Wednesday, August 19, 2009
There's more than a little bit of irony that we're coming up on the four year anniversary of the Jackson Hole Fed gathering where former chairman Alan Greenspan was widely praised as the greatest central banker of all time as the housing bubble reached peak.
This Washington Post story from the other day tells of the upcoming confab.
This week, the news about the economy moves out west. With no major data on tap, the focus will be on Jackson Hole, Wyo., where the biggest event of the year for Federal Reserve insiders begins Thursday night.Coming up are a few looks back at the Jackson Hole gathering from 2005.
The annual symposium is sponsored by the Federal Reserve Bank of Kansas City, and includes every top Fed official and dozens of leading economists from universities, foreign central banks and private firms. (There are also a handful of reporters present, to blast word of the proceedings to the broader world.)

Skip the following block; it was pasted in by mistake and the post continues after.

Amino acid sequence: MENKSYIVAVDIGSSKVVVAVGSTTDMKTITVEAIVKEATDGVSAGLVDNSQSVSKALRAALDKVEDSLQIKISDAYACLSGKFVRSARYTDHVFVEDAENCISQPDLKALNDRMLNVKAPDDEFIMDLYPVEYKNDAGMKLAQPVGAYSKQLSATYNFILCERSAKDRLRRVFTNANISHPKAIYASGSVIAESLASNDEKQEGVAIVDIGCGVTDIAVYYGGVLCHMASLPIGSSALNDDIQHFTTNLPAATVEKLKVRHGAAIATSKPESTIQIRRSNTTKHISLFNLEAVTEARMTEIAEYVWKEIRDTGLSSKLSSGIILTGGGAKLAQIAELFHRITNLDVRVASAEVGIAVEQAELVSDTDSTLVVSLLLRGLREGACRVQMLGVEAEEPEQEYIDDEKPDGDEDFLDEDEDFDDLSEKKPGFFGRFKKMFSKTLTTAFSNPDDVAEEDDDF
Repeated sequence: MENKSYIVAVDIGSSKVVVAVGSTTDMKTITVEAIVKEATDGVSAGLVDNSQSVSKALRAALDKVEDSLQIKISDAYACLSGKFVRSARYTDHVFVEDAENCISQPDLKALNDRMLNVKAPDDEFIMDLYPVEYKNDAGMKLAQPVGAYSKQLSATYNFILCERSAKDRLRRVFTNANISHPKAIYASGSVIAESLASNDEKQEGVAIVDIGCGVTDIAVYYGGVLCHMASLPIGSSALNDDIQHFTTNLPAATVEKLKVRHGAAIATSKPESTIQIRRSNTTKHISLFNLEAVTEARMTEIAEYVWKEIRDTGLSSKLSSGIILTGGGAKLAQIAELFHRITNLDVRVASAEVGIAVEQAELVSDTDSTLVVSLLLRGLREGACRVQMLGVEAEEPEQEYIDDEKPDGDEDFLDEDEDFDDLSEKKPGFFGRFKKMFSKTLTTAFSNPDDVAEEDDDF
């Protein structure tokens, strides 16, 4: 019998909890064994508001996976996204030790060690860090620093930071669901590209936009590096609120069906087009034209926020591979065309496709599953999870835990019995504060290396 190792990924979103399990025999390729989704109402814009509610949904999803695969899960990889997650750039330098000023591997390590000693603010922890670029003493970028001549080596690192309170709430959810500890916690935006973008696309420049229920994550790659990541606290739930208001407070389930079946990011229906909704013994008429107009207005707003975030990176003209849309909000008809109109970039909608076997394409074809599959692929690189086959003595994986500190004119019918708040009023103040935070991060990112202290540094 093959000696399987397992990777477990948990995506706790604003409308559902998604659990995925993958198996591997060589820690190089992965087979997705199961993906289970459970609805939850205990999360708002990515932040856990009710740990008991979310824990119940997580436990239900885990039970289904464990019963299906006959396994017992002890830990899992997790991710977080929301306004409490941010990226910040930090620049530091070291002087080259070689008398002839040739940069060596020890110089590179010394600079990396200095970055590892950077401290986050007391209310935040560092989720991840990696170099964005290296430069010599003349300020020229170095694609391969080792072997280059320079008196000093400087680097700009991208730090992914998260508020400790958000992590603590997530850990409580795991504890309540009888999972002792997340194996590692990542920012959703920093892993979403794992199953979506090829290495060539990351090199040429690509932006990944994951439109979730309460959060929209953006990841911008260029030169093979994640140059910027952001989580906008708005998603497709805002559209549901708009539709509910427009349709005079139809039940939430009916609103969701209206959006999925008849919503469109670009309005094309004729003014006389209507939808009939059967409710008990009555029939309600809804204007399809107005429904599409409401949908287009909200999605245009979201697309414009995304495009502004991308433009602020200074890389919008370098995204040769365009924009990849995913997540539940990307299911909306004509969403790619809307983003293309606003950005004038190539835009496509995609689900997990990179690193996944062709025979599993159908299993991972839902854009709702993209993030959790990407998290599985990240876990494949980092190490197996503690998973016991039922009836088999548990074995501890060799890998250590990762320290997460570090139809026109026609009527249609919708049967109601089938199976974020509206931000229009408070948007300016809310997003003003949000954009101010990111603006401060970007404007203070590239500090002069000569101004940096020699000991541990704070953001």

The topic this year is "Financial Stability and Macroeconomic Policy," appropriate for a conference that comes two years after the outbreak of a financial crisis and almost one year after that crisis deepened.
The event that will likely receive the most attention is a speech by Fed Chairman Ben S. Bernanke on Friday morning. Bernanke's talk is titled "Lessons from a Year of Crisis," and should include his recounting of the events of the last year and lessons from the experience for policy in the future. In contrast to his recent, highly visible appearances, this speech is not scheduled to be televised (a text will be published on the Fed's Web site, however).